Airbus' boss believes his firm is poised to pull ahead of Boeing in the neck-and-neck race between aviation industry arch-rivals.
At stake is the title of world's largest plane maker, and no small measure of American and European industrial pride.
In recent years, Boeing ( has outpaced its European rival by increasing its output of twin-aisle jets like the 777 and 787 Dreamliner. But )Airbus ( airliner unit chief executive Fabrice Bregier told the German newspaper Die Welt that his company will be delivering more planes than Boeing by 2020. )
Airbus on Friday celebrated its 10,000th jetliner delivery -- an Airbus A350 to Singapore Airlines. It took both plane makers 42 years to reach that milestone, about 180 days apart, according to CNN's review of Boeing's delivery data.
Airbus has amassed an order backlog of 6,700 aircraft to fill the fleets of the world's airlines, while Boeing has nearly 5,700 jets on order. Airbus has built its advantage primarily in the single-aisle aircraft category, spurring Boeing to consider a new or upgraded jet that would fit between its current largest 737 and smallest long-range Dreamliner.
Airbus aims to deliver 10 of its new A350 aircraft each month by late 2018, and 60 single-aisle A320neo jets monthly by 2019, despite interior and engine shortages that have delayed production.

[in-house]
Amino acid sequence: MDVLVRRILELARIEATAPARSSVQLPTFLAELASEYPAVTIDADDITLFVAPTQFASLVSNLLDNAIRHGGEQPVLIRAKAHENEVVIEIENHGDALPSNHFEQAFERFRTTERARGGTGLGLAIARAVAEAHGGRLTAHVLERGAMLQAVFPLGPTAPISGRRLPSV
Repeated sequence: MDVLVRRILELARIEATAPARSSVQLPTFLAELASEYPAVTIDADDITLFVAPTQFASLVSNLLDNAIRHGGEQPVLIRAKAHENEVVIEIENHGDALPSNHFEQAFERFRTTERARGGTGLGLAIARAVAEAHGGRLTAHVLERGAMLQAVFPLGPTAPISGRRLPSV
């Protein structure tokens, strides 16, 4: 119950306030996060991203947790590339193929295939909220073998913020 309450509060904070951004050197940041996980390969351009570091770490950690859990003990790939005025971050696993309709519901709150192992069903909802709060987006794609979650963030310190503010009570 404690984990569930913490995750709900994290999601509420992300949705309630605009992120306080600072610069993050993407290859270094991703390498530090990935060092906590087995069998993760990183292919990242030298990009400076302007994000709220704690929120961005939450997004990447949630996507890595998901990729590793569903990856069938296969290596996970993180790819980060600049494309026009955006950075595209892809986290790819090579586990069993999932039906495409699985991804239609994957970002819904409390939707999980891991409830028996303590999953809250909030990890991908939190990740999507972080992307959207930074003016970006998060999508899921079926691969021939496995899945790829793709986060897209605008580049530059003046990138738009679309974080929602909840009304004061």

Boeing, too, plans to up its output of single-aisle 737 jets from 42 each month today, or about two every manufacturing day, to 57 monthly by 2019. Boeing currently builds 12 Dreamliners each month, and is considering increasing that output to 14 each month before 2020.
Planned increases are slated to push annual deliveries past 900 for each plane maker late in the decade.
Industry analysts have questioned the sustainability of such record production increases, and whether or not the world's airlines can maintain their growth profitability.
Boeing did not immediately respond to a request for comment.
But the plane makers contend that they can sustain the record output with the help of replacement demand for new fuel-efficient airliners from U.S. and European airlines, and growth in emerging markets like the Middle East and Asia.
New entrants from Canada, China and Russia have challenged both plane makers, but record orders have fortified the duopoly as they compete for deals. Airbus and Boeing have invested heavily to automate production to cut costs and speed up output as airlines demand faster deliveries for an ever-lower price tag.
For 2016, Airbus said it is on track to deliver 650 aircraft, and Boeing forecasts it will deliver between 740 and 745 aircraft. Boeing since 2012 has built more planes than Airbus annually, but the European company has won more orders in seven of the past 10 years.
Single-aisle and big-twin aisle twin-engine jets from both manufacturers dominate those order books as airlines have turned away from the largest double-decker jumbos.
Airbus announced in July it would cut down its production of A380 aircraft to just 12 per year starting in 2018, down from the 27 it delivered in 2015. Boeing halved the production of its 747-8 to just six per year this September, and cautioned it might stop building the iconic model if orders for large freighter aircraft don't come back after years of sluggish demand.